Despite having a lot on my mind that I think might be blog-worthy, I have hardly posted anything here or via my other, very sporadic blogging efforts. There are two reasons for this: First, I am crazy-busy. I am working two jobs, and my boys, despite their teenage years, have been taking more of my time than I thought possible.
The other reason is, of course, a state of depression about social media. I’ll go into that another time. But, while trying to cure my blues with music, which I have been doing since the Eisenhower Adminstration, I ran across the following, which I’ve also posted to Facebook:
Herbert Blomstedt gives a wonderful talk at the link below about Beethoven’s Missa Solemnis. The associated performance is superb and well worth the cost of a single viewing or even a subscription to the Berlin Philharmonic’s excellent streaming service, Digital Concert Hall.
Beethoven’s highly unusual setting of the Ordinary of the Mass is among his last works, and the one he regarded as his greatest. It is not a Mass suitable for church. It is far too outsized to be part of any actual Liturgy. It represents, instead, Beethoven’s own personal expression of faith and inner spirituality. And, despite its late-Beethovenian self-involvement, it is a work that in deep ways hearkens back to the 16th century and the techniques of the great Franco-Flemish and Italian polyphonic composers. There is hardly any thematic development in the way late Classical composers such as Haydn, Mozart and Beethoven himself had perfected and extended, and which anyone who knows this style would expect. Beethoven’s treatment of his thematic material in the Missa Solemnis has more in common with Josquin than Haydn, or certainly the Beethoven of the Nine Symphonies. Beethoven takes a step away from his own world and his own ego and makes a deep bow toward composers such as Palestrina, who in the Renaissance had laid the foundations upon which Beethoven was attempting to erect his masterpiece.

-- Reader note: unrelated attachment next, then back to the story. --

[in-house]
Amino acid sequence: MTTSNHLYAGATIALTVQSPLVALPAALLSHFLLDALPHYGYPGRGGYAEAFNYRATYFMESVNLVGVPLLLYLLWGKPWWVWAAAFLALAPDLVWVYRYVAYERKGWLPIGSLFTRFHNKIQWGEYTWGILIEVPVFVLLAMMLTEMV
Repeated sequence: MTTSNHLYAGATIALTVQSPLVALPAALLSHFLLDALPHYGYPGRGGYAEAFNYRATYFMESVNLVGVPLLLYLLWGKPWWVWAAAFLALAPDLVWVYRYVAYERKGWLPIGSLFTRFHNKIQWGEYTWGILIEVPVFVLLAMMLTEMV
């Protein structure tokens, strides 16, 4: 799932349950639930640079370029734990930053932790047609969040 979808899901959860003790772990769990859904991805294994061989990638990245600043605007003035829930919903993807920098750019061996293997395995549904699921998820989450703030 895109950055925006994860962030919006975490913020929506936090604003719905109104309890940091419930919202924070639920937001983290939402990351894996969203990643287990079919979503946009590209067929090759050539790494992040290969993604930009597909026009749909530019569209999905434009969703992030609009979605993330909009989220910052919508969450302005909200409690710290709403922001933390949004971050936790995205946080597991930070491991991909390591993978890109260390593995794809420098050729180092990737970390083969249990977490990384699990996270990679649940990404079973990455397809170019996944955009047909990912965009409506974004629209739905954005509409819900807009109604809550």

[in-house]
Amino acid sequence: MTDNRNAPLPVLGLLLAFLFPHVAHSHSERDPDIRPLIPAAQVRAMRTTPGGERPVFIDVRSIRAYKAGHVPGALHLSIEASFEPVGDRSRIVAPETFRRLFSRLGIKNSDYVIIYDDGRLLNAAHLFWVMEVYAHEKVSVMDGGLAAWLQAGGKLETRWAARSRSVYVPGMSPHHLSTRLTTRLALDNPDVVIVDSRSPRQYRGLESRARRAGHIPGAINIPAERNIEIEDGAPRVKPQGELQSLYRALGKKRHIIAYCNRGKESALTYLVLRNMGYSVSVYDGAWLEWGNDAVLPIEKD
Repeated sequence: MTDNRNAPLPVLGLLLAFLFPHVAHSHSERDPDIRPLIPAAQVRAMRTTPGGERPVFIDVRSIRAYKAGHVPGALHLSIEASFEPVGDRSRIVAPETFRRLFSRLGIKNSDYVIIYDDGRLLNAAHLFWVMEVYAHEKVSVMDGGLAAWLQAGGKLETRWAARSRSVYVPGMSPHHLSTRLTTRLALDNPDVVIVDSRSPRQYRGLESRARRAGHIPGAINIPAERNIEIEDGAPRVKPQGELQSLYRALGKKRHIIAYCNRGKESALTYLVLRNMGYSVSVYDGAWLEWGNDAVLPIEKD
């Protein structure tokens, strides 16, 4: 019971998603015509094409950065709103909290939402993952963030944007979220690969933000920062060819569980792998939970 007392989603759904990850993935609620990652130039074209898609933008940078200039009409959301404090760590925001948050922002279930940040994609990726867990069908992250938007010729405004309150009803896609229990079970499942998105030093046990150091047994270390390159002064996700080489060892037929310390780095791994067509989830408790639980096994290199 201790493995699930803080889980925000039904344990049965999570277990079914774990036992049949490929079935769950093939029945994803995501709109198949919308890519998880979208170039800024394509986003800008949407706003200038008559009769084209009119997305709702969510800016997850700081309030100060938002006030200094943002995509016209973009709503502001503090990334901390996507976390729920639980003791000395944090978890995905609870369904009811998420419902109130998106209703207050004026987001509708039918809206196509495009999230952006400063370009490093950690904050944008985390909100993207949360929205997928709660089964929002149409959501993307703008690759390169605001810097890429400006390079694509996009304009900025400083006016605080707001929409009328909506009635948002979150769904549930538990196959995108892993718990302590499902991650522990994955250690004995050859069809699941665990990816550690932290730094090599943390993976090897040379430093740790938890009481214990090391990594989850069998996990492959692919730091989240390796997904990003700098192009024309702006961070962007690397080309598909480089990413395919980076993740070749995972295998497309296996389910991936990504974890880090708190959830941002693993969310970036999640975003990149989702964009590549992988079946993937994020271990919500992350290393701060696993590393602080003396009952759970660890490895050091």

At the same time, this music is “difficult” and, in that sense, forward-looking. Beethoven’s harmonic language, his large orchestra and chorus, and the technical demands on all the musicians, especially the singers, are harbingers of the later 19th century. Beethoven seems to have intended this work to last, and for it to stand, like his late quartets, somehow outside of time.
Blomstedt makes the point that every note here is “charged with meaning.” This is an extremely important notion that Blomstedt repeats and extends it to the entire realm of “classical” music. The difference between the art music of our Western Civilization (if I may use such a term without irony) and other music we hear every day, is that each note of classical, or “art” music (the word I prefer) is, or ought to be, charged with meaning. And there are very few pieces of music so charged with layers of meaning as the Missa Solemnis. It is long and difficult, but there is little else in Beethoven, save his last string quartets, that attempts such transcendence. Whether he achieves it is a hard question, to which everyone who hears this piece will know there is no easy answer.
The entire concert, including the trailer and Blomstedt’s interview, is at the following link: